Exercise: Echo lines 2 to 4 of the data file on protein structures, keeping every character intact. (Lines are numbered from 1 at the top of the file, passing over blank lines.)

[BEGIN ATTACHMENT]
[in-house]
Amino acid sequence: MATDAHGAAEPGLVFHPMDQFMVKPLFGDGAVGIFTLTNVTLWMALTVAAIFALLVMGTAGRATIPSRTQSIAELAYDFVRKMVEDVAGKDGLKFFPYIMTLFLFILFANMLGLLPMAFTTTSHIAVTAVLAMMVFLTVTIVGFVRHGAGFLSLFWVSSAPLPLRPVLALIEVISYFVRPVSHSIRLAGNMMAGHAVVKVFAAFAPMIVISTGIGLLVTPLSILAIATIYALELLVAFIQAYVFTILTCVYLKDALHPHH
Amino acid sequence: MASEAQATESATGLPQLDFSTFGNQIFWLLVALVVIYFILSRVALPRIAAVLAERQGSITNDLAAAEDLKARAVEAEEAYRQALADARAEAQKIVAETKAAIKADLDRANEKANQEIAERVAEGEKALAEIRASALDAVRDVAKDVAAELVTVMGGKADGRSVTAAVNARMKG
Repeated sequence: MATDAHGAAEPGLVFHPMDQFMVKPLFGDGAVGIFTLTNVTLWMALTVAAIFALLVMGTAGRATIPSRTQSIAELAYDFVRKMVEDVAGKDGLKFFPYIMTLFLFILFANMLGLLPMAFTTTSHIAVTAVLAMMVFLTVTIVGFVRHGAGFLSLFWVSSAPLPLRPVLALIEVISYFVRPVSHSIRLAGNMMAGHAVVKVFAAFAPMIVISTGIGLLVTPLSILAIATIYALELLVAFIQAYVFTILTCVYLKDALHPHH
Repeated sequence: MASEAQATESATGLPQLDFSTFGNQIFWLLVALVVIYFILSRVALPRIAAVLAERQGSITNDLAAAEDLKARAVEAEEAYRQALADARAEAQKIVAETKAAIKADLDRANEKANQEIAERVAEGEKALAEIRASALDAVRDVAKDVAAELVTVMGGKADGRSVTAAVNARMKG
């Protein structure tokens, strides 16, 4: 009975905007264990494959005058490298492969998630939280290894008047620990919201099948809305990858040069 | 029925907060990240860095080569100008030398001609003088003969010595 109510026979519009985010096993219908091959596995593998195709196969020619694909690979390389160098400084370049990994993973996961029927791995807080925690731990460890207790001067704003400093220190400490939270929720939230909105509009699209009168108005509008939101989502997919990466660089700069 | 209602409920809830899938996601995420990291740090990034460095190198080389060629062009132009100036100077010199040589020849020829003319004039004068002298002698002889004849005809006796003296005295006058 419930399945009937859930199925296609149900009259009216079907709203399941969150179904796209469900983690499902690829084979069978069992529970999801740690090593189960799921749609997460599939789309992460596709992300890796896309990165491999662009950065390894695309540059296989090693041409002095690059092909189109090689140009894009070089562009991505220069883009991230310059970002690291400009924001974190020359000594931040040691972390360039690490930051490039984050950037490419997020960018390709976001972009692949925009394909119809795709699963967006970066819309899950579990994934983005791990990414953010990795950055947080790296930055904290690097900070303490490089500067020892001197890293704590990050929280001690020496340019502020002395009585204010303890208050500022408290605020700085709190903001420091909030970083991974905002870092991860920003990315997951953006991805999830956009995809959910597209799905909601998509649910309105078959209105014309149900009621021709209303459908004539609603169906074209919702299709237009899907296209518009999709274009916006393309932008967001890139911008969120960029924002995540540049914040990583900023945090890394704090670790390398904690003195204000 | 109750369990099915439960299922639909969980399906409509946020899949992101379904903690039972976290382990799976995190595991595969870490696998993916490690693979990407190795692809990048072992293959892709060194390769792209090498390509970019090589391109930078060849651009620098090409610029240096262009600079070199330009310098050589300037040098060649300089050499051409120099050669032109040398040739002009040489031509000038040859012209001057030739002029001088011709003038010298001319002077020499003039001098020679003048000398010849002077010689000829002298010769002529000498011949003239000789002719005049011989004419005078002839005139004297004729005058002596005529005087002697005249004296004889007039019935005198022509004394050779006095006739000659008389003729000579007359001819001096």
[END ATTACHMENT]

Amino acid sequence: MATDAHGAAEPGLVFHPMDQFMVKPLFGDGAVGIFTLTNVTLWMALTVAAIFALLVMGTAGRATIPSRTQSIAELAYDFVRKMVEDVAGKDGLKFFPYIMTLFLFILFANMLGLLPMAFTTTSHIAVTAVLAMMVFLTVTIVGFVRHGAGFLSLFWVSSAPLPLRPVLALIEVISYFVRPVSHSIRLAGNMMAGHAVVKVFAAFAPMIVISTGIGLLVTPLSILAIATIYALELLVAFIQAYVFTILTCVYLKDALHPHH
Amino acid sequence: MASEAQATESATGLPQLDFSTFGNQIFWLLVALVVIYFILSRVALPRIAAVLAERQGSITNDLAAAEDLKARAVEAEEAYRQALADARAEAQKIVAETKAAIKADLDRANEKANQEIAERVAEGEKALAEIRASALDAVRDVAKDVAAELVTVMGGKADGRSVTAAVNARMKG
Repeated sequence: MATDAHGAAEPGLVFHPMDQFMVKPLFGDGAVGIFTLTNVTLWMALTVAAIFALLVMGTAGRATIPSRTQSIAELAYDFVRKMVEDVAGKDGLKFFPYIMTLFLFILFANMLGLLPMAFTTTSHIAVTAVLAMMVFLTVTIVGFVRHGAGFLSLFWVSSAPLPLRPVLALIEVISYFVRPVSHSIRLAGNMMAGHAVVKVFAAFAPMIVISTGIGLLVTPLSILAIATIYALELLVAFIQAYVFTILTCVYLKDALHPHH